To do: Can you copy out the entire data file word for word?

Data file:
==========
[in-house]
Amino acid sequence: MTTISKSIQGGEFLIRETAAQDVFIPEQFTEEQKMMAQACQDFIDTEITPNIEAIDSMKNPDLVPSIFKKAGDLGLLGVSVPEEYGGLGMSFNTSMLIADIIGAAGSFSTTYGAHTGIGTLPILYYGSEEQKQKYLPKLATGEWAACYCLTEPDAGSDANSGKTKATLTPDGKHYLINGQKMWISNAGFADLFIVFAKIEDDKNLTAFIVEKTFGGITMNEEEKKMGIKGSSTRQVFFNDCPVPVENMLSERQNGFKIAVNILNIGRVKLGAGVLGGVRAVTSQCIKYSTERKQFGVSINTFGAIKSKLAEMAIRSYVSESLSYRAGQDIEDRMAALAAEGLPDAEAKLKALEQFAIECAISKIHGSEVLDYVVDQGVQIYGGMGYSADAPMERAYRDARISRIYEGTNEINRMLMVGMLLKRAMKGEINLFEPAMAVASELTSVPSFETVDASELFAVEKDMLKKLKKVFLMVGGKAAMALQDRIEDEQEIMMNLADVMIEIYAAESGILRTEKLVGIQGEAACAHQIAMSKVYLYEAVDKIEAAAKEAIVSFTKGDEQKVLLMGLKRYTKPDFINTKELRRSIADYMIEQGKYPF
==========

[in-house]
Amino acid sequence: MTTISKSIQGGEFLIRETAAQDVFIPEQFTEEQKMMAQACQDFIDTEITPNIEAIDSMKNPDLVPSIFKKAGDLGLLGVSVPEEYGGLGMSFNTSMLIADIIGAAGSFSTTYGAHTGIGTLPILYYGSEEQKQKYLPKLATGEWAACYCLTEPDAGSDANSGKTKATLTPDGKHYLINGQKMWISNAGFADLFIVFAKIEDDKNLTAFIVEKTFGGITMNEEEKKMGIKGSSTRQVFFNDCPVPVENMLSERQNGFKIAVNILNIGRVKLGAGVLGGVRAVTSQCIKYSTERKQFGVSINTFGAIKSKLAEMAIRSYVSESLSYRAGQDIEDRMAALAAEGLPDAEAKLKALEQFAIECAISKIHGSEVLDYVVDQGVQIYGGMGYSADAPMERAYRDARISRIYEGTNEINRMLMVGMLLKRAMKGEINLFEPAMAVASELTSVPSFETVDASELFAVEKDMLKKLKKVFLMVGGKAAMALQDRIEDEQEIMMNLADVMIEIYAAESGILRTEKLVGIQGEAACAHQIAMSKVYLYEAVDKIEAAAKEAIVSFTKGDEQKVLLMGLKRYTKPDFINTKELRRSIADYMIEQGKYPF